Plaid Cymru Leader Leanne Wood has today made the case for the devolution of policing to Wales 'as a matter of urgency', arguing that the UK Government's Police Funding Settlement is "a con."
While the UK Government claims that the settlement boosts police budgets by £450 million, the reality is that £270m of that figure is accounted for by the UK Government allowing forces to levy higher precepts on council tax payers, while the remaining £180m is accounted for by the Home Office increasing central allocations or top-slicing.
This means that police forces now have to decide between increasing council tax by up to £12 per property or implement further cuts. The settlement means a real-terms cut of £2.1 million.
Leanne Wood cited figures from Dyfed Powys police showing that if policing was devolved from Westminster to the National Assembly and forces were funded per head of the population, the Wales would be £25 million better off.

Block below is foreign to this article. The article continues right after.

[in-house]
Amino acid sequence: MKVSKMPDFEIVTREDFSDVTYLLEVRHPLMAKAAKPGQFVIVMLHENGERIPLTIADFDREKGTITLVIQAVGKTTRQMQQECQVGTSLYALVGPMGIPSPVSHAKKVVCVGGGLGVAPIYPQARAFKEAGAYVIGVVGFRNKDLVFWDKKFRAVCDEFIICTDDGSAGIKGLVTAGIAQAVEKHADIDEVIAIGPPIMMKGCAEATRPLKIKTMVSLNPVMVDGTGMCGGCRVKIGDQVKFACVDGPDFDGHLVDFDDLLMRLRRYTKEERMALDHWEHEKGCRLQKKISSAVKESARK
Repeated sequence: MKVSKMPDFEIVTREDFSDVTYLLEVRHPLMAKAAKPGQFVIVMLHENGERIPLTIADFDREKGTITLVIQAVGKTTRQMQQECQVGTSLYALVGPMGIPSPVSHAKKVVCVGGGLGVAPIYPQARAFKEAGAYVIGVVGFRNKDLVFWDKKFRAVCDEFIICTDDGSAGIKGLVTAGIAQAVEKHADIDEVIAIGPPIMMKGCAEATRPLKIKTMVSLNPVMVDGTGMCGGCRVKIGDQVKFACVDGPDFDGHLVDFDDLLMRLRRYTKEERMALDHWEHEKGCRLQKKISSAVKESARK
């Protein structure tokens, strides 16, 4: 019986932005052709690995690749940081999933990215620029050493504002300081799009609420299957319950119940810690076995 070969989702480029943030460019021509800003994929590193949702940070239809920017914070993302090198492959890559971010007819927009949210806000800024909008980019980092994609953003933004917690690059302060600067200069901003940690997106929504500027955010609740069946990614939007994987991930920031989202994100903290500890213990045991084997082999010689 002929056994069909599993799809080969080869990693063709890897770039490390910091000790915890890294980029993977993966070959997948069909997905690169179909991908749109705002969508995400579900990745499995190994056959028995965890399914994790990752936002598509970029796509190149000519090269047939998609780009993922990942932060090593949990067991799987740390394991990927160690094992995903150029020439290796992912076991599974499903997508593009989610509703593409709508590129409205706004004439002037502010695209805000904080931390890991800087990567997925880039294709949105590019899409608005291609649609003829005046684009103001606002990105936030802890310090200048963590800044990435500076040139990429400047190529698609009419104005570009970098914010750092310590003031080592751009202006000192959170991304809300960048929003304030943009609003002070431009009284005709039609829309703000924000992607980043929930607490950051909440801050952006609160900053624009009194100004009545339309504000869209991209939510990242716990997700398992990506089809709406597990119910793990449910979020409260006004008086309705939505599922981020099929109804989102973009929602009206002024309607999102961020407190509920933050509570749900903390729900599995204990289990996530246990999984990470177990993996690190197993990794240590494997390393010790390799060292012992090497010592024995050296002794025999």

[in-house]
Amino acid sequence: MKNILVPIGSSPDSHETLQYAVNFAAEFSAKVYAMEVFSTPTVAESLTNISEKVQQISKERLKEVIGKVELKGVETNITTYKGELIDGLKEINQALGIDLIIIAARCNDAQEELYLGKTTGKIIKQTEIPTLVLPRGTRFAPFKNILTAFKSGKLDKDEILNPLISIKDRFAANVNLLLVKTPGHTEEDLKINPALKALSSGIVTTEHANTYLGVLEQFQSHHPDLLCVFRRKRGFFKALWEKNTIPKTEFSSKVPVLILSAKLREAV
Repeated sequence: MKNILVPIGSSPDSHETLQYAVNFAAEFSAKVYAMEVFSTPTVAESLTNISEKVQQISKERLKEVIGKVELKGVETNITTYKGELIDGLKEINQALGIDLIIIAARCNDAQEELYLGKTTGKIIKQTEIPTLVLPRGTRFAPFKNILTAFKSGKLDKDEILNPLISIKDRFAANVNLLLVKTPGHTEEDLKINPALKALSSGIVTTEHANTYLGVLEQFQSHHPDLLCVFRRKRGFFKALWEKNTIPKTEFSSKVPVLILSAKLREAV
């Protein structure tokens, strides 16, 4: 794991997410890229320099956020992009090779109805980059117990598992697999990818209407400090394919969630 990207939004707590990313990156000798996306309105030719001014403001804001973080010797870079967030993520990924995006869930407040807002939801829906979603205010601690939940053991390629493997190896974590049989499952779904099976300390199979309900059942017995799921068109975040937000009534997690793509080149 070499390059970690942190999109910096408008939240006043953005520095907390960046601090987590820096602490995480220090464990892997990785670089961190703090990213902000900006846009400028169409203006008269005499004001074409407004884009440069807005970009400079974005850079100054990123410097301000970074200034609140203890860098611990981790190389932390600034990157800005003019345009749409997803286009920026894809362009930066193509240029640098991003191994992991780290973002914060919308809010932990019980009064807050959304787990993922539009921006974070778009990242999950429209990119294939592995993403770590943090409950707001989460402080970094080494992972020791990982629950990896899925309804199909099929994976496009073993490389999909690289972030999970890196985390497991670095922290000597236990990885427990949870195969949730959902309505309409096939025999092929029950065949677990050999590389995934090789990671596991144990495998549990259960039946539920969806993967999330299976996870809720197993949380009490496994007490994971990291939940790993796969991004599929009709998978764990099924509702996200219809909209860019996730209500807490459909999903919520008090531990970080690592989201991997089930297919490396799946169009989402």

Her comments come as the Assembly prepares to debate the Welsh Government’s component of the Final Police Settlement for 2018-19 on Tuesday afternoon.
Plaid Cymru Leader Leanne Wood said:
"Scratch the surface of the UK Government's police funding settlement and you'll see that it's clearly a con.
"This settlement means that police forces will have to decide between increasing council tax by up to £12 per property, putting extra strain on household budgets, or implement further cuts which could endanger the safety of our communities.
"The UK Government's plans mean a real-terms cut of £2.1 million for the North Wales Police. Wales already has 750 fewer police officers than in 2010 - a 10% drop since the Tories came in to power.
"The case for the devolution of policing from Westminster to our Welsh parliament is overwhelming and the time to do it is now.
"If Scotland and Northern Ireland already have these powers, with Manchester set to have some responsibility over policing, why not Wales? It’s been four years since the cross-party Silk Commission on devolution recommended transferring control over policing yet we’re nowhere nearer realising this.
"Figures by Dyfed Powys police show that if policing was devolved and funded per head of the population, Welsh forces would be £25 million better off.
"Giving Wales control over its own police forces would deliver a better financial deal and ensure that one of our most vital public services was managed as close as possible to the communities it protects."